April 11, 2018 - Bass Spawning Imminent

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wayne gustaveson

Staff member
Lake Powell Fish Report –April 11, 2018
Lake Elevation: 3611
Water temperature: 56 -62 F
By: Wayne Gustaveson http://www.wayneswords.com

Bass Grand Slam - Sam Sherwood

Based on the extreme water clarity found in Lake Powell last week we went further uplake to see what conditions prevailed. Crystal clear water was found in Llewellyn Gulch and Cottonwood Canyon with 25 feet of visibility at the mouth of both canyons. As we went further back in the canyon, water clarity declined to about 15 feet. We then went up the San Juan and found clear water as well but not as extreme as found in main channel canyons. In Piute and Neskahi water clarity was about 15 feet. It is likely that water clarity will decrease as water temperature warms and runoff begins. Right now, fish are more likely to be caught in canyons and location where water clarity is less than 15 feet or if the bait is fished at depths greater than 30 feet. More fish can be caught during early morning and late evening when direct sunlight is blocked by high canyon walls.


Fishing results showed that smallmouth bass were active and healthy in all canyons sampled. Water temperature on our trip ranged from 56-62 F, which is ideal for prespawn bass activity. Only one fresh bass nest was seen on our trip and it appeared to be very recently fanned. Bass spawning is imminent and can be expected to begin within the next week at a water temperature between 60 and 66. Sight fishing for bedding bass will peak from April 18 to 25th. Expect to locate bass spawning beds in 3 feet of water in small-sized rocky areas rather than on sandy substrate. Largemouth beds will be in the same locations but will be near a bush, overhang or stickup.


A wide range of bass baits that worked well for us included, Senkos, Ned rigs, double tailed grubs, Chatterbaits, and Shad Shaped Worms. Long casts were more effective than dropping the bait near fish seen swimming near the boat. It was fun to watch bass, look at and interact with, the bait before turning away. It was possible to watch how bass respond to our lures and learn from that moment.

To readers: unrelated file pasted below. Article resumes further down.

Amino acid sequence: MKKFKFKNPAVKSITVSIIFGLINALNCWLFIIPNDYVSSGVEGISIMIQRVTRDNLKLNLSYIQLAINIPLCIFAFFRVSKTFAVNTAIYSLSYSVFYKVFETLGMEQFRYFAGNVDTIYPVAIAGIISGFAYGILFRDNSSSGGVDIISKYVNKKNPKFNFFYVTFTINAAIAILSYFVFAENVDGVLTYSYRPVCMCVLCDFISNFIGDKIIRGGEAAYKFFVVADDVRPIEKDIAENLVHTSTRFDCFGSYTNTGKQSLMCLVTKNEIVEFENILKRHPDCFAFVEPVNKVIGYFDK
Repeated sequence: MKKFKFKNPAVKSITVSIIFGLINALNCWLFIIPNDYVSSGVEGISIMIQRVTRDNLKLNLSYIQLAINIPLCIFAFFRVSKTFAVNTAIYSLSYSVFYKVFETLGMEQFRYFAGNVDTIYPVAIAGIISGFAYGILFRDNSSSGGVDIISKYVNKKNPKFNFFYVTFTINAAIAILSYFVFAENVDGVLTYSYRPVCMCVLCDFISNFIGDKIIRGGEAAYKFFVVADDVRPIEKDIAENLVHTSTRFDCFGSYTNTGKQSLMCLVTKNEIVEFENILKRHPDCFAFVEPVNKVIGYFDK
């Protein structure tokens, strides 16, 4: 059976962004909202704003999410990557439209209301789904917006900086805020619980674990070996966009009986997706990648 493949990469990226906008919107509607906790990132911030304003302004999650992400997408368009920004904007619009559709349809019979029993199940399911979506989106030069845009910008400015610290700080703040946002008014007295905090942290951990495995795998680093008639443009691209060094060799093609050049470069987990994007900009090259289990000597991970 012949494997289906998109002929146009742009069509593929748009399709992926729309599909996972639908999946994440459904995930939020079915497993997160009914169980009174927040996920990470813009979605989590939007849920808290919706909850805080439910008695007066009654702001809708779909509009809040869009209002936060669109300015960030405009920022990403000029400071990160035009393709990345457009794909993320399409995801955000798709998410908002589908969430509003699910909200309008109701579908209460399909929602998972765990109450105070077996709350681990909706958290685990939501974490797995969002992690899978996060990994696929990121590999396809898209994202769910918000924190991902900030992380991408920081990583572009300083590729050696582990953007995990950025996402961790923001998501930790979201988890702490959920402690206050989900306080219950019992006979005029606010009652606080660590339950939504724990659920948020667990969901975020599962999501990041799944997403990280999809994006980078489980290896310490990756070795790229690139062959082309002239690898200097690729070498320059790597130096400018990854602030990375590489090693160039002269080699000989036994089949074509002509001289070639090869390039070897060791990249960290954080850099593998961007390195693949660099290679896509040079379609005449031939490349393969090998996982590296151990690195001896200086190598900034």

Stripers were not often seen as they seem to be moving from locations occupied over the winter. Those fishing with anchovies in the main channel saw their catch increase slightly as a few more fish were caught by each group than during the previous week. Healthy, robust stripers that are going to spawn this year are heading to their prespawn locations where they hangout waiting for the rapid warming that triggers spawning. That usually begins near May 10th and may continue until the first week of June. Spawning fish are not feeding on shad but will eat plankton to keep them alive. This is an ideal time to catch big stripers on small lures or flies. Fly fishing for stripers peaks in May at Lake Powell.

Walleye were not caught on this trip because we did not deploy bottom bouncers or tip our bass baits with a piece of night crawler. Walleye catch will increase each week from now until the end of May. Slow down and maintain bottom contact with you favorite walleye lure. I find that tipping a bass jig with a one inch chunk of bait makes me fish slower and target walleye instead of bass. Walleye are numerous now and willing to hit baits that enter their holding zone on main channel points and ledges. Fish for them in low light for best results. The ideal spot is a wind or wave induced mud line that covers the clear water and gives walleye a sense of security while they wait for food to swim by.

Spring is here. It is time to go fishing for warm water fish.

Bass habitat:
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